Aung San Suu Kyi
Aung San Suu Kyi, Burma’s pro-democracy leader and Nobel Peace laureate, has come to symbolise the struggle of Burma’s people to be free.
She has spent more than 15 years in detention, most of it under house arrest. She was released from her current third period of detention on Saturday 13th November 2010.
However, there are still more than 2,200 political prisoners in Burma and none of the repressive laws allowing the dictatorship to detain people without trial and restrict other freedoms have been repealed following the sham election on 7 November or under the new constitution.
“My release should not be looked at as a major breakthrough for democracy. For all people in Burma to enjoy basic freedom - that would be the major breakthrough.”
Aung San Suu Kyi speaking after her release in 2002.
Aung San Suu Kyi was born on June 19th, 1945, daughter of Burma’s independence hero, Aung San, who was assassinated when she was only two years old.
Aung San Suu Kyi was educated in Burma, India, and the United Kingdom. While studying at Oxford University, she met Michael Aris, a Tibet scholar who she married in 1972. They had two sons, Alexander and Kim.
Return to Burma
Aung San Suu Kyi returned to Burma in 1988 to nurse her dying mother, and soon became engaged in the country’s nationwide democracy uprising. The military regime responded to the uprising with brute force, killing up to 5,000 demonstrators on 8th August 1988.
Following a military coup on 18th September 1988, on 24th September 1988 a new pro-democracy party, the National League for Democracy, was formed. Aung San Suu Kyi was appointed General Secretary. Aung San Suu Kyi gave numerous speeches calling for freedom and democracy, and political activities continued across the country.
Facing increasing domestic and international pressure, the dictatorship was forced to call a general election, held in 1990.
As Aung San Suu Kyi began to campaign for the NLD, she and many others were detained by the regime. Aung San Suu Kyi was banned from personally standing in the election. Despite conditions around the elections being far from free and fair with Aung San Suu Kyi and other democracy activists being detained, biased media, and intimidation of politicians, the voting on the day was relatively free and fair. The NLD won a staggering 82% of the seats in Parliament. The dictatorship never recognised the results of the election, and refused to hand over power.
Released For Five Years
Aung San Suu Kyi was held under house arrest until July 1995. When released she faced restrictions on travel.
On March 27 1999, Aung San Suu Kyi’s husband, Michael Aris, died of cancer in London. He had petitioned the Burmese authorities to allow him to visit Aung San Suu Kyi one last time, but they had rejected his request. He had not seen her since a Christmas visit in 1995. The government always urged Aung San Suu Kyi to join her family abroad, but she knew that she would not be allowed to return to Burma.
In 2000 Aung San Suu Kyi was again placed under house arrest after repeated attempts to leave the capital, Rangoon, to hold political meetings in other parts of the country.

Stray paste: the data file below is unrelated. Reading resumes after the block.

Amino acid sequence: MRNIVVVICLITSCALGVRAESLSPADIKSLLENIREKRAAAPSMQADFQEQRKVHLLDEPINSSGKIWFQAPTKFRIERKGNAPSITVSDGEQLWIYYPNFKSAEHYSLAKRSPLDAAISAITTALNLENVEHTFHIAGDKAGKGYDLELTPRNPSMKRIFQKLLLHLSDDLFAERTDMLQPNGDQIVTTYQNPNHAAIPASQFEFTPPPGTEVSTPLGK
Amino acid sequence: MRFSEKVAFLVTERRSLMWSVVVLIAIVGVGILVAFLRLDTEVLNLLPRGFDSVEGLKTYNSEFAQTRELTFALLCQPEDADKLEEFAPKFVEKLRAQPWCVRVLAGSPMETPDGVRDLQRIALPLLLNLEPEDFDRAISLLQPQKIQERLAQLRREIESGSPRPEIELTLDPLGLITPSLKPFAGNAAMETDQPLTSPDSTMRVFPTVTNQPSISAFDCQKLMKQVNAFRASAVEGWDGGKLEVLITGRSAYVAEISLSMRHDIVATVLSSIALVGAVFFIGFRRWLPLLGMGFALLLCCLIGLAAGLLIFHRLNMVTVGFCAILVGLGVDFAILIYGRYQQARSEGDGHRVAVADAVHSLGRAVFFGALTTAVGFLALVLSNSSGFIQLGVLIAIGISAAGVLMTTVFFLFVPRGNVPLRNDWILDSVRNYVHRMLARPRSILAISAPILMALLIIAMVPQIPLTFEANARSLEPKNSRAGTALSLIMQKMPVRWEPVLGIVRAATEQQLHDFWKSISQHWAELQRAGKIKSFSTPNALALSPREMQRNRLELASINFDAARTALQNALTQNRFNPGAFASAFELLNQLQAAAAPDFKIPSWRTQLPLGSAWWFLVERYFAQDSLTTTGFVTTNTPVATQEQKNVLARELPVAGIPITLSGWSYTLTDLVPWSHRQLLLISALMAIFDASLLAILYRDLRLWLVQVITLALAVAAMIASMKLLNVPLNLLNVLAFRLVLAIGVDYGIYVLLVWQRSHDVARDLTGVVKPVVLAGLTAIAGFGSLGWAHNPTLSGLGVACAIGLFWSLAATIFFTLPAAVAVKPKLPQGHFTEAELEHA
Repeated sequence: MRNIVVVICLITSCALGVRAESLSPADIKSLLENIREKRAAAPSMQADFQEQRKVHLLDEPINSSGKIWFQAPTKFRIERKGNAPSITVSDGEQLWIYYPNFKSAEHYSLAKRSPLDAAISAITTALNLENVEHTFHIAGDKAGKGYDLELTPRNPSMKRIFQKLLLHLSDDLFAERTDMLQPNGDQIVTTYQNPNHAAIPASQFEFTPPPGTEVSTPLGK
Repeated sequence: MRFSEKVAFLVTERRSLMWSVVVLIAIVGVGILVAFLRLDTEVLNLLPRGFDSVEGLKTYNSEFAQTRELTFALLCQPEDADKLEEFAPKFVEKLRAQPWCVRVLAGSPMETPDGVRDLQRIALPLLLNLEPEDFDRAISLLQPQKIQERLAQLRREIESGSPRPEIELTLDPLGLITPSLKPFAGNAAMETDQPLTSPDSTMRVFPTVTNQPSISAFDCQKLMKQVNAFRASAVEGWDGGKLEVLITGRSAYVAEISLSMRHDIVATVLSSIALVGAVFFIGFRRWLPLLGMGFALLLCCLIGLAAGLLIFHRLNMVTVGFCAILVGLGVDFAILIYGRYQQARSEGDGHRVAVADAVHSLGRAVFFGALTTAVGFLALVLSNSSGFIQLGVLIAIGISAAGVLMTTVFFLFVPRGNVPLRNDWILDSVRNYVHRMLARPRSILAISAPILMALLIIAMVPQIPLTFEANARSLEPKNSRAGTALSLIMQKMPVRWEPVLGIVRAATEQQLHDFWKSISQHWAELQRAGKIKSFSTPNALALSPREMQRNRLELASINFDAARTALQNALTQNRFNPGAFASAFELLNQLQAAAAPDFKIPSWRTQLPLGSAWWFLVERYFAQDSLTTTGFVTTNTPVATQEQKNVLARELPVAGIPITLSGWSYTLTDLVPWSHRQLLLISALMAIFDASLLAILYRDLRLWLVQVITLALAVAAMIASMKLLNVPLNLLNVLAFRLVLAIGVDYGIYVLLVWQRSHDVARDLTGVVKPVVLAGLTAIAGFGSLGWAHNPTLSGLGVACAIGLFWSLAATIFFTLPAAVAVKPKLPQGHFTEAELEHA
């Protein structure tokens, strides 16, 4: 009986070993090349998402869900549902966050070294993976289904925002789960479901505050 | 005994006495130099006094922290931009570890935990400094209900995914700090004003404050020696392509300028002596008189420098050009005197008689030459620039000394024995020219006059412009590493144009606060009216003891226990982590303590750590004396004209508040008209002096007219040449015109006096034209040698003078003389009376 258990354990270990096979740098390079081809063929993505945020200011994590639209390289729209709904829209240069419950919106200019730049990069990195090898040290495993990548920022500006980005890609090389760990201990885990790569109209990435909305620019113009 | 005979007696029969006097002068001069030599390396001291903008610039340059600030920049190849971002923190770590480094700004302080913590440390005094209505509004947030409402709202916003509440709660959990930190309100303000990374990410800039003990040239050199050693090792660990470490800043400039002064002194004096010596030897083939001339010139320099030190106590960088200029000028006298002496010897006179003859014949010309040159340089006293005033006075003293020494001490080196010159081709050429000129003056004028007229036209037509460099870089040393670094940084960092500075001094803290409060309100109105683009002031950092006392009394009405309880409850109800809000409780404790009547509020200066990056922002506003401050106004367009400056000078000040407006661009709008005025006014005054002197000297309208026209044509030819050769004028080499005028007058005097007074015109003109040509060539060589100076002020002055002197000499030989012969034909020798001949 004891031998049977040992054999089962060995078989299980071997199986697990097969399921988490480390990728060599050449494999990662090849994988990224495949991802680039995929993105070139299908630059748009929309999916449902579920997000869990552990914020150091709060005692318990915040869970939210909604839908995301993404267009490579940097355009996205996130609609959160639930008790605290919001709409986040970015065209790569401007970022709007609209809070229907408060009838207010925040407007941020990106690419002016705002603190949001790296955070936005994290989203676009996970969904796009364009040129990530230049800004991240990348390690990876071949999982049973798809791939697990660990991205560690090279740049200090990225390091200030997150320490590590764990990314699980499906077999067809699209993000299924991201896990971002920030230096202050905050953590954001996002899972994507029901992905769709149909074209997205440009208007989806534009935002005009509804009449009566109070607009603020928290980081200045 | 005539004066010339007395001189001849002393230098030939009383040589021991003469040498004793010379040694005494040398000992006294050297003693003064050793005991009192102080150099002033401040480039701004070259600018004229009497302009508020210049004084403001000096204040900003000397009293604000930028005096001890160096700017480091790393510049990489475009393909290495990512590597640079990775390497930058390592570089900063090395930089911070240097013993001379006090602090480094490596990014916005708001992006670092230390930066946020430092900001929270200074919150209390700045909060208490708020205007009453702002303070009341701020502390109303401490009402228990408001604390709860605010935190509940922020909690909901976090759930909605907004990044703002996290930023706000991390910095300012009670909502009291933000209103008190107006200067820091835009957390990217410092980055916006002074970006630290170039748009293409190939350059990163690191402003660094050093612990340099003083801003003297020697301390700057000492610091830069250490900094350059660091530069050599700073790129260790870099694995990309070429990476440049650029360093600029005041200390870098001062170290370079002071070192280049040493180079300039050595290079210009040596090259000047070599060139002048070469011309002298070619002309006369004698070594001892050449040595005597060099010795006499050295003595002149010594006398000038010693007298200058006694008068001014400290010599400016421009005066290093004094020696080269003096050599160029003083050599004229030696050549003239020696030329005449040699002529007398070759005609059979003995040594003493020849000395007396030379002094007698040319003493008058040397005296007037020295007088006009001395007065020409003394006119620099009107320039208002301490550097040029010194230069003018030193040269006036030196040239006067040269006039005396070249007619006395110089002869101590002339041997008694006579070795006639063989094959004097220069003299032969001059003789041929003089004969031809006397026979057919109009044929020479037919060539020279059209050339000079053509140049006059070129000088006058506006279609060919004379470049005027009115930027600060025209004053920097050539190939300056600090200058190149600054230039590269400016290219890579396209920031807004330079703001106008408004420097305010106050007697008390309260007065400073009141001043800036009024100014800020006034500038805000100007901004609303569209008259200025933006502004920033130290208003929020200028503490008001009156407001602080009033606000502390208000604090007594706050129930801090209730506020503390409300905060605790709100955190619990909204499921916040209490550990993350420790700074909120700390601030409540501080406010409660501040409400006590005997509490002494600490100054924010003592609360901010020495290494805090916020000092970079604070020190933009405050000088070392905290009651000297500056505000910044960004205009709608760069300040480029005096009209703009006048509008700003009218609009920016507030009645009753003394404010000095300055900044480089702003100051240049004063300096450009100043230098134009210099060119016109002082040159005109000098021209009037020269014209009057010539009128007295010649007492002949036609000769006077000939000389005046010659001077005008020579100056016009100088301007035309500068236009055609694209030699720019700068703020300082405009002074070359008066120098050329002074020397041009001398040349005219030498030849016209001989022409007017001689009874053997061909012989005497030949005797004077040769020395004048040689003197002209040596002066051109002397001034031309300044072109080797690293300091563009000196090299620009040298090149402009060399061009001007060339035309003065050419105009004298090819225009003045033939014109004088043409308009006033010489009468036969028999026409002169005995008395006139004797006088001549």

In 2002, Aung San Suu Kyi was released from house arrest and with freedom to travel around the country. The release was part of a deal negotiated by UN Envoy on Burma, Razali Ismail. He had facilitated secret meetings between Aung San Suu Kyi and the military. Confidence building steps had been agreed, including that the dictatorship would stop the vehement attacks on Aung San Suu Kyi in the media, and the NLD would stop publicly calling for sanctions, although its policy of still supporting targeted economic sanctions remained. However, when it came to move from confidence building meetings, and instead start dealing with matters of substance, the dictatorship refused to engage in any meaningful dialogue. As a low-level envoy without significant political backing from the UN itself or the international community, Razali was unable to persuade the Generals to move the dialogue forward.
After waiting patiently, Aung San Suu Kyi began to travel the country, holding meetings at which tens of thousands of people turned out to see her, dashing the hopes of the Generals that during her long period of detention the people would have forgotten her, and her support would have waned.
The dictatorship began using members of the Union Solidarity and Development Association to harass and attack NLD meetings. This political militia was set up and organised by the military, with Than Shwe, dictator of Burma, as its President. It later transformed as the Union Solidarity and Development Party, the political party front for the military in the elections held on 7th November 2010.
On May 30th 2003 members of the USDA attacked a convoy of vehicles Aung San Suu Kyi was travelling in. It was an attempt by the dictatorship to assassinate Aung San Suu Kyi, using a civilian front so as not to take the blame. Aung San Suu Kyi’s driver managed to drive her to safety, but more than 70 of Aung San Suu Kyi’s supporters were beaten to death. The attack became known at the Depayin Massacre. The dictatorship claimed it was a riot between two political groups, incited by the NLD. The United Nations General Assembly called for the incident to be investigated, but it never was.
Following the attack, Aung San Suu Kyi was held in detention, and then placed back under house arrest. She has been detained ever since.